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Social phobia in the Australian National Survey of Mental Health and Well-Being (NSMHWB)

Published online by Cambridge University Press:  13 May 2003

L. LAMPE
Affiliation:
Clinical Research Unit for Anxiety Disorders at St Vincent's Hospital, Sydney and School of Psychiatry, University of New South Wales, NSW, Australia
T. SLADE
Affiliation:
Clinical Research Unit for Anxiety Disorders at St Vincent's Hospital, Sydney and School of Psychiatry, University of New South Wales, NSW, Australia
C. ISSAKIDIS
Affiliation:
Clinical Research Unit for Anxiety Disorders at St Vincent's Hospital, Sydney and School of Psychiatry, University of New South Wales, NSW, Australia
G. ANDREWS
Affiliation:
Clinical Research Unit for Anxiety Disorders at St Vincent's Hospital, Sydney and School of Psychiatry, University of New South Wales, NSW, Australia

Abstract

Background. This article reports data on social phobia from the first large scale Australian epidemiological study. Prevalence rates, demographic correlates and co-morbidity in the sample that met criteria for social phobia are reported and gender differences examined.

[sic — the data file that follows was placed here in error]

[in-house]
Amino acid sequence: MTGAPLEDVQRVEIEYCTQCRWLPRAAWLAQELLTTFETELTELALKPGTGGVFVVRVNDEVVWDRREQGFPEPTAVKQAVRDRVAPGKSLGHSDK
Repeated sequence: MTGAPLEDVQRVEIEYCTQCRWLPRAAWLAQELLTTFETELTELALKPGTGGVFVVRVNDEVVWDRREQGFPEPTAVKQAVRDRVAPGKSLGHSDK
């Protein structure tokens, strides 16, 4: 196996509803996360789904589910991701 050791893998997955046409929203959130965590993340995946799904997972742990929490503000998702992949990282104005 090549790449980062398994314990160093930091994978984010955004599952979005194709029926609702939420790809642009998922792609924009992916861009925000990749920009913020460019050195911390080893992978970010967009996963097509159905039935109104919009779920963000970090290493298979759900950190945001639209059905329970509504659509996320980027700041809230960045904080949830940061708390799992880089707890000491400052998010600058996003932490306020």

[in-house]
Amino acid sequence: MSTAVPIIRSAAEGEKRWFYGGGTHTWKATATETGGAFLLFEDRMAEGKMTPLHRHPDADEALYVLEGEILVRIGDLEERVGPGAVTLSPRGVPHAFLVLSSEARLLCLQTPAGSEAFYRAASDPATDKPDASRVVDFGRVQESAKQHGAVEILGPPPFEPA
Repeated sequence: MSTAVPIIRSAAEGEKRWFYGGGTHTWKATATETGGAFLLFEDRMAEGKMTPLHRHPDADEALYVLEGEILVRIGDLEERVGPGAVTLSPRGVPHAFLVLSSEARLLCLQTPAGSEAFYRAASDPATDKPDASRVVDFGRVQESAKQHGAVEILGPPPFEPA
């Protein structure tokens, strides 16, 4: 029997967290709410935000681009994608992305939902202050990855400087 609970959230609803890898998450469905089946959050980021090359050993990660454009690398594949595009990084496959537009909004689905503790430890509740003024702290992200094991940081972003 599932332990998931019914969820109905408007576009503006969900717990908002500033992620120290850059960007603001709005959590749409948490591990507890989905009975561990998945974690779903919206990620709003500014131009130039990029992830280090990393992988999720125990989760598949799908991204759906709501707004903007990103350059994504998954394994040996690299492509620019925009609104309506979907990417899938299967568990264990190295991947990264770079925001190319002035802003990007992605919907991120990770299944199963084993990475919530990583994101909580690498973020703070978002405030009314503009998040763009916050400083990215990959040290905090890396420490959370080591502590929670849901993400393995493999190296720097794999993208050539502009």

Method. Data were obtained from a stratified sample of 10641 participants as part of the Australian National Survey of Mental Health and Well-Being (NSMHWB). A modified version of the Composite International Diagnostic Interview (CIDI) was used to determine the presence of social phobia, as well as other DSM-IV anxiety, affective and substance use disorders. The interview also screened for the presence of nine ICD-10 personality disorders, including anxious personality disorder, the equivalent of DSM-IV avoidant personality disorder (APD).

Results. The estimated 12 month prevalence of social phobia was 2·3%, lower than rates reported in several recent nationally representative epidemiological surveys and closer to those reported in the Epidemiological Catchment Area study (ECA) and other DSM-III studies. Considerable co-morbidity was identified. Data indicated that the co-morbidity with depression and alcohol abuse and dependence were generally subsequent to onset of social phobia and that the additional diagnosis of APD was associated with a greater burden of affective disorder. Social phobia most often preceded major depression, alcohol abuse and generalized anxiety disorder.

Conclusions. Social phobia is a highly prevalent, highly co-morbid disorder in the Australian community. Individuals with social phobia who also screen positively for APD appear to be at greater risk of co-morbidity with all surveyed disorders except alcohol abuse or dependence.

Type
Research Article
Copyright
© 2003 Cambridge University Press

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